Tonight I decided to check out "Parker's Anchor" after watching one of a particular actor's past performances. That intrigue brought me here, but I must say the diverse cast on this movie surprised me. I wasn't familiar with this cast--which is of course normal for an indie production--but I must say I was actually fairly wowed at the natural feel of their performances. Very rarely did I feel like pieces were somewhat artificial. In fact, on the other hand, I actually did indeed question whether certain scenes were fully scripted or were completely organic interactions. They really felt real.
My review title says that it feels more "real than Hollywood movies" and that's not to prop up this film erroneously, nor with any coercion of bias. The dialogue was often more natural and realistic than anything you see in typical movies. Character interactions were completely relatable and reminded me of many of my friends here at home. I could absolutely see myself hanging out with any of these cast members--or at least their characters.
The plot was straightforward, but executed well. It falls into line with what real life actually would be, and that's refreshing. Often times, Hollywood movies are so over-the-top that despite the great acting, visuals, or sound (which I'll get to for this movie in a moment), it begs disbelief and skepticism. Yes, they are very enjoyable, but I almost never feel a true connection to the characters unlike this movie.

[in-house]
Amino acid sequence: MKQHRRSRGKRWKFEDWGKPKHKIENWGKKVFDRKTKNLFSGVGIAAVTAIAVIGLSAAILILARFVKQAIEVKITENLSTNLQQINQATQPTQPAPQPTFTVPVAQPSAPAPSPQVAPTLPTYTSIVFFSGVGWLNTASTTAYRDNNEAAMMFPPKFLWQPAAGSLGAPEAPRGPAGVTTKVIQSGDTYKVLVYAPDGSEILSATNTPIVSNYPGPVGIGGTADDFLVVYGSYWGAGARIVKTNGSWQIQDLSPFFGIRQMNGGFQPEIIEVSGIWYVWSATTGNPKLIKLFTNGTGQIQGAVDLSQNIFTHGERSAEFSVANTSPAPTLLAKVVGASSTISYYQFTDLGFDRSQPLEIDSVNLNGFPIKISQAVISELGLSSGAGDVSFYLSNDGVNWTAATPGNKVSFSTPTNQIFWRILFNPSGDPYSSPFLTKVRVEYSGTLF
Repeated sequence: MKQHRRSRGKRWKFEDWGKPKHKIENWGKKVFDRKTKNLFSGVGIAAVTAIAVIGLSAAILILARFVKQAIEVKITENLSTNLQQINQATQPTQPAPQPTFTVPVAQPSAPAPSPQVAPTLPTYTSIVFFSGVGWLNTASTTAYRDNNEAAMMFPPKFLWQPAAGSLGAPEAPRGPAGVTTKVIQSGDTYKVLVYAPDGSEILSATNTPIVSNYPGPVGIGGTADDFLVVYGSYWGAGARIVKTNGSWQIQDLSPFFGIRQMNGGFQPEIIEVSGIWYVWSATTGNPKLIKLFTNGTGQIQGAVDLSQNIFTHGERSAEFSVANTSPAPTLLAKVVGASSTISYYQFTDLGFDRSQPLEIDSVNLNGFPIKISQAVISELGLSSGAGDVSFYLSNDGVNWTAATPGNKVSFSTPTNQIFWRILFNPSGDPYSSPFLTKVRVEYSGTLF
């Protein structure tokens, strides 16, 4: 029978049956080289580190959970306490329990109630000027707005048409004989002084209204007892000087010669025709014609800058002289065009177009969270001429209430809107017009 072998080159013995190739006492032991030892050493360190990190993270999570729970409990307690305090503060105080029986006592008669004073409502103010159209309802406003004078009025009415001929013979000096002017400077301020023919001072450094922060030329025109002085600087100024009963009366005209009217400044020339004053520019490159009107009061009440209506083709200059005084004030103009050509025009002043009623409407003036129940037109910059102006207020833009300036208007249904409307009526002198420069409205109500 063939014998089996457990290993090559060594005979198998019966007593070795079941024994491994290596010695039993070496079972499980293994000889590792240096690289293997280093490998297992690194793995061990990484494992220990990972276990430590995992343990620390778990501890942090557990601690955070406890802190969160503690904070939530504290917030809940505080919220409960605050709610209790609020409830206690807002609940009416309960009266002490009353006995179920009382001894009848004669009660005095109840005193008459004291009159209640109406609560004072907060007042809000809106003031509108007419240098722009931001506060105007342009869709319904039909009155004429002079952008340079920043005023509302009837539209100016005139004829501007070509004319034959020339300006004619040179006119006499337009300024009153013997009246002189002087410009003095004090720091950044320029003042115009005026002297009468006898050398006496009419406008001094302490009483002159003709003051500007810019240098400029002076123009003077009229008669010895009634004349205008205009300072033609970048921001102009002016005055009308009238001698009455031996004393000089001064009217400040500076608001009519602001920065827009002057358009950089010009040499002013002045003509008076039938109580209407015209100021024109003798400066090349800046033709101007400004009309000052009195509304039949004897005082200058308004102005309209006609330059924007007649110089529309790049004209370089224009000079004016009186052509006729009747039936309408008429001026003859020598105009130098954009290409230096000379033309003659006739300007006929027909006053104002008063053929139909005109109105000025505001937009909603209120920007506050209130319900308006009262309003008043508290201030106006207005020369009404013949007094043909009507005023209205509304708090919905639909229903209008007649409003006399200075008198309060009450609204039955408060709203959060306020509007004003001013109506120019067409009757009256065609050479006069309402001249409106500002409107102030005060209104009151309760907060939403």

Connection to characters portrayed by actors and actresses is important and allows the worlds film makers try to craft to become deeper and more intimate with the audience. This is the kind of art I enjoy most: something I can connect to. You get that with this movie more often than not.
The movie is not completely without faults, but I can also say that about movies grossing hundreds of millions of dollars. While I enjoyed pieces of original music in this film (not sure if the music with vocals was original or not, however), it does feel overused. If not overused, then too prominent. While I am nowhere near capable of being a good film critic, I can say my opinion on the music was that it was appropriate at points and distracting at others. This may be in part, but not wholly, because of my limited familiarity with modern filmmaking that has put on immersing music into the visuals. I typically expect them at important inflection points and plot twists and not so much as a standard of the entire movie.
So yes, the over-prominence of music was initially quite distracting, but I wonder if this is an intended art style for this film. Regardless, my mind seemed to tune it down as the movie progressed.
Other than that, the movie had some very humorous moments that also, again, felt completely organic. There's virtually no forced humor in this movie. Thank you for this!
And of course I cannot leave out how much I enjoyed how Krystal's life and relationships evolve from something heartbreaking to something beautiful. The way this was done was great and I felt a sincere empathy for her and her situation.
Overall, I recommend this movie completely and it's really well done!